Mike’s Volunteer Story

3 June, 2021

Mike Bainbridge has been volunteering for us for over two years. However, during the pandemic, Mike stumbled across another volunteering opportunity to help out his local community. Read Mike’s inspiring story of how he started volunteering with us, and his journey in becoming a Community First Responder during the pandemic for our partner South Central Ambulance Service (SCAS).

I have a Police background working with the emergency services, I was in the road transport police for 17 years, responding on a motorbike and I would deal with a lot of road accidents, attending incidents ranging from minor injuries to fatalities. I was based in London and worked with other Helicopter Emergency Medical Services (HEMS). When I retired at the age of 55, I wanted to stay busy.

Mike Bainbridge sat in a Critical Care Team Vehicle with the door open.

After retiring, I did some run-of-the-mill stuff like minibus driving for a school, but I was still searching for something more and thought to myself, ‘What can I do?’ Until one day, when I was attending The New Forest Show and I came across Hampshire and Isle of Wight Air Ambulance (HIOWAA). Now I have been with HIOWAA for just over two years, I have done many events, and currently go on van runs to help with collecting donations. I also am a bike ambassador and go to bike events and promote HIOWAA. It is such an important service, especially for bikers like myself, and I just think it’s the best thing to be able to do my bit to keep the helicopter in the sky.

When the first lockdown came in, I was absolutely gutted when we could no longer perform our volunteer roles ‘normally’. As a pretty sociable person, I hated the first two to three months because everything was literally in lockdown and no one could see anyone. After a few months, I was happy to see when online events eventually started to appear. One week in lockdown I did a week-long sponsored dog walk for HIOWAA and raised over a hundred pounds! It was good to be able to still help in any way I could and feel a part of the community, as well as keeping in contact with other volunteers during our virtual coffee catch-ups.

It wasn’t until the end of lockdown, about February or March of this year, that I started thinking about becoming a Community First Responder (CFR). I had actually considered it years ago when I first retired. I saw an article in a local newspaper about launching Community First Responders in the New Forest, and I remember thinking, wow that’s amazing that volunteers are giving basic life support in their local area. But the thought at the time didn’t go any further than that. However, it had always stuck with me, in the back of my mind. Until one day, down my road, I saw an orange and green vehicle and immediately recognised it as a CFR, and it came back to me. It triggered something. With the world shutdown I was feeling very bored, I went home to do some investigating. I visited their website and went through it thinking, ‘I can do that’ and so I filled in an application there and then and within a few weeks I was at their headquarters training. You have to attend a few training weekends, pass a theory and six practical tests. If you pass, they then give you the go ahead to start responding within the five miles of where you live.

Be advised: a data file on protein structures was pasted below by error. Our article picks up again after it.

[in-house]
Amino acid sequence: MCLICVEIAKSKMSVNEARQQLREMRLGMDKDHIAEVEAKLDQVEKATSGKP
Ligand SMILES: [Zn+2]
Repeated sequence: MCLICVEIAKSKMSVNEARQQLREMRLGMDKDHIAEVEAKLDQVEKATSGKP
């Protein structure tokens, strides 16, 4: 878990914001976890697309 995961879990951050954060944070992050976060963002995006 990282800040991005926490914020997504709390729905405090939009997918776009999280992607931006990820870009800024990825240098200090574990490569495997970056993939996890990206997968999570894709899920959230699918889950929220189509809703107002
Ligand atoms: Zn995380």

A Community First Response vehicle.

I started in the middle of April, the first two or three times you go out with a buddy to learn the routines and then after that you can start responding on your own. It is also nice that, as SCAS is a partner of HIOWAA, I am a part of that community providing critical care. As a CFR you are responding to call-outs of breathing difficulties, abdominal and chest pains. You are providing basic life support for potential heart attacks and strokes, incidents that are time critical; I can arrive within a few minutes and provide this important critical care.

It is great to see things start to come back volunteering wise at HIOWAA too, the van runs have picked up again and us volunteers are being welcomed back and picking up where we left off. I hope to be back and attending bike and other events soon!

When I started as a CFR, I was happy to be able to do something again, I felt like I was wasting away in lockdown. It has given me a new purpose in life, and I can put to use all my experience and skills learnt over the decades. It was daunting at first because you never know what you might be presented with, you could potentially come to someone who has collapsed on the floor and need to administer CPR or use a defibrillator.

It is out of the box and I am enjoying it because you never know what you are going to get when you arrive on scene. There is also a big connection between being both a HIOWAA volunteer and a CFR: it’s all about keeping critical care in the community.

I think HIOWAA is probably the best Charity to be involved with and support because you are essential in keeping a top medical team flying and saving lives. Whenever I am out and about representing HIOWAA or collecting collection pots, people always say how essential the Air Ambulance is and, although they hope they will never need it, they are grateful it is there for them.

The top of the arms of three t-shirts. Each one has a logo on it. The first is the HIOWAA logo. Second is South Central Ambulance Service and the last is the logo for the London police.

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